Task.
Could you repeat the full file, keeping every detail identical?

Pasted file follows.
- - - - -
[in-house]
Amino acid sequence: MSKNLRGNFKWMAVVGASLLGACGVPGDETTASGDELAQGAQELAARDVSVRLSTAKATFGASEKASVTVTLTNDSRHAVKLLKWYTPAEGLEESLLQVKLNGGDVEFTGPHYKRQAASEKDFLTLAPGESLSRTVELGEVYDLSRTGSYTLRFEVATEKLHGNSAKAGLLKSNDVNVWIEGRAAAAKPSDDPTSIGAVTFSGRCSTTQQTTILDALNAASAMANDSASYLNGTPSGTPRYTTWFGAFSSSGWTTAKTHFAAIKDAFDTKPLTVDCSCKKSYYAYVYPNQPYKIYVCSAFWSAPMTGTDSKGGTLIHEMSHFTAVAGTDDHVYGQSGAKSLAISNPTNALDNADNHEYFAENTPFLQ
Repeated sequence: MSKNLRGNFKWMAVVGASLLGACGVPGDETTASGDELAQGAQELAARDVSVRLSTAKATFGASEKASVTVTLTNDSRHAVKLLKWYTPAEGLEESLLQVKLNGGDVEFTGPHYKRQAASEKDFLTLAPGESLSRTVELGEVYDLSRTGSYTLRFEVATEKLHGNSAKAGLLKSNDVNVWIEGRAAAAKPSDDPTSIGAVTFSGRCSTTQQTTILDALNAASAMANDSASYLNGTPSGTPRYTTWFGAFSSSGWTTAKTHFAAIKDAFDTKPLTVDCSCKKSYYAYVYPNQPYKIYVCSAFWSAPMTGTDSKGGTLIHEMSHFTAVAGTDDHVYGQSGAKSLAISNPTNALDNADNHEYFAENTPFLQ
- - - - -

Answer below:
[in-house]
Amino acid sequence: MSKNLRGNFKWMAVVGASLLGACGVPGDETTASGDELAQGAQELAARDVSVRLSTAKATFGASEKASVTVTLTNDSRHAVKLLKWYTPAEGLEESLLQVKLNGGDVEFTGPHYKRQAASEKDFLTLAPGESLSRTVELGEVYDLSRTGSYTLRFEVATEKLHGNSAKAGLLKSNDVNVWIEGRAAAAKPSDDPTSIGAVTFSGRCSTTQQTTILDALNAASAMANDSASYLNGTPSGTPRYTTWFGAFSSSGWTTAKTHFAAIKDAFDTKPLTVDCSCKKSYYAYVYPNQPYKIYVCSAFWSAPMTGTDSKGGTLIHEMSHFTAVAGTDDHVYGQSGAKSLAISNPTNALDNADNHEYFAENTPFLQ
Repeated sequence: MSKNLRGNFKWMAVVGASLLGACGVPGDETTASGDELAQGAQELAARDVSVRLSTAKATFGASEKASVTVTLTNDSRHAVKLLKWYTPAEGLEESLLQVKLNGGDVEFTGPHYKRQAASEKDFLTLAPGESLSRTVELGEVYDLSRTGSYTLRFEVATEKLHGNSAKAGLLKSNDVNVWIEGRAAAAKPSDDPTSIGAVTFSGRCSTTQQTTILDALNAASAMANDSASYLNGTPSGTPRYTTWFGAFSSSGWTTAKTHFAAIKDAFDTKPLTVDCSCKKSYYAYVYPNQPYKIYVCSAFWSAPMTGTDSKGGTLIHEMSHFTAVAGTDDHVYGQSGAKSLAISNPTNALDNADNHEYFAENTPFLQ